Advertisement

Environment, Development and Sustainability

, Volume 22, Issue 1, pp 447–468 | Cite as

Defining and measuring sustainability: a systematic review of studies in rural Latin America and the Caribbean

  • Cerian GibbesEmail author
  • Allison L. Hopkins
  • Armando Inurreta Díaz
  • Juan Jimenez-Osornio
Article
  • 244 Downloads

Abstract

Research on sustainability was ignited by the Brundtland Report and further fueled by the recognition that sustainability is a critical challenge for the twenty-first century. The explosion of sustainability literature necessitates continuous review and synthesis. This targeted review focuses on sustainable rural land use in Latin America and the Caribbean. A systematic selection process yielded 57 articles published between 1980 and 2016. The articles were categorized based on the definition of sustainable land use, measure(s), and their contributions to sphere(s) of knowledge—environment, economic, and/or social. Almost half of the articles were categorized into one sphere of knowledge, one-fifth in two spheres, and the remaining third in all three spheres. Generally, the definitions of sustainability matched the measures of sustainability and the spheres of knowledge. This results in high variation in definitions and measures across studies depending on which sphere or combination of spheres is emphasized. Recent studies are applying complex indicators of sustainability that cross all three spheres, thereby addressing the limitations of using a reductionist approach to measure the complexity of studying of multiple intersecting and overlapping land uses. This important trend will support the comparison of current land-use practices to sustainable goals and facilitate comparison across land uses. The development and incorporation of theoretical frameworks are generally absent from these studies limiting the generalizability across study sites.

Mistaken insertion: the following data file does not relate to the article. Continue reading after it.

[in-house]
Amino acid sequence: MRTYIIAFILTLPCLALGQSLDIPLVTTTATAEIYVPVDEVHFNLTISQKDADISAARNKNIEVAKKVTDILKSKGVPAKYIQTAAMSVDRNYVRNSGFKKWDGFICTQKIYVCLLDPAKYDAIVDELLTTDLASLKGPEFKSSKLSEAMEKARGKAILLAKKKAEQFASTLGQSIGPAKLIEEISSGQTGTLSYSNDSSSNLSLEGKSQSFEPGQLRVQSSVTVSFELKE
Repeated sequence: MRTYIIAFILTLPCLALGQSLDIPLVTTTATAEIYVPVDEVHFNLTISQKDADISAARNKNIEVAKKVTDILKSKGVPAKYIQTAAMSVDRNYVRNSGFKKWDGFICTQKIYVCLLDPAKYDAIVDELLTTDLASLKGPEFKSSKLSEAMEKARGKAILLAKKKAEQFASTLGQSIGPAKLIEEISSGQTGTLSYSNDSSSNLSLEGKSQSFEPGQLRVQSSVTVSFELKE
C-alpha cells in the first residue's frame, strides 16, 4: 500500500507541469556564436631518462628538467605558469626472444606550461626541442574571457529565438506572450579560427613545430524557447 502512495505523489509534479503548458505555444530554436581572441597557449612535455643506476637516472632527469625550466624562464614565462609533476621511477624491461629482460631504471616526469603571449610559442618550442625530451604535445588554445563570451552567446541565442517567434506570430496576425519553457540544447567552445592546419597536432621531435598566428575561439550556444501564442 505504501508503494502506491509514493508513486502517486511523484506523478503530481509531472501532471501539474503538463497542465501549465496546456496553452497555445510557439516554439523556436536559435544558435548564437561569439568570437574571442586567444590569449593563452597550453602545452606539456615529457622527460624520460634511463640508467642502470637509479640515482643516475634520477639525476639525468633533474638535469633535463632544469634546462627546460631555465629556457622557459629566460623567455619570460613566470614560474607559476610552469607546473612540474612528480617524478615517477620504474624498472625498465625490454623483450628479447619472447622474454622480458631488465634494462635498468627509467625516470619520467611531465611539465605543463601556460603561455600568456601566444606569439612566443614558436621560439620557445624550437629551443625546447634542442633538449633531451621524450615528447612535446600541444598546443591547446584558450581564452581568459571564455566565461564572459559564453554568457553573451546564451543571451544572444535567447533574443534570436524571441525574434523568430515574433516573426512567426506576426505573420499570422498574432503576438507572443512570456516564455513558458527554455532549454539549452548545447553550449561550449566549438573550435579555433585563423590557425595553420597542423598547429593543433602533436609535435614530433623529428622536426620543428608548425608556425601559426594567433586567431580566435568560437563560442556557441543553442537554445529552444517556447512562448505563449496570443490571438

Keywords

Sustainable Sustainability indicators Rural Land use Latin America Caribbean 

Notes

Acknowledgements

The authors would like to thank their respective academic units for support in carrying out interdisciplinary research, which is critical for addressing issues of sustainability. The authors are also appreciative of the support and constructive comments received from the editor and reviewers which has enhanced the quality of this review paper.

Author contributions

CG and ALH equally contributed to the paper through the conception and design of the project, review of the articles, analysis of the data, and writing of the paper; the conception and design of the review were substantially enhanced by the AID; the JJO substantially contributed to the design of the project. This review was edited by all authors.

Compliance with ethical standards

Conflict of interest

The authors declare that they have no conflict of interest.

References

  1. Aguilar, Y., Calero, B., Rodriguez, D., & Muniz, O. (2015). Cuba’s polygon program—Agricultural land rehabilitation. Current Opinion in Environmental Sustainability,15, 72–78.Google Scholar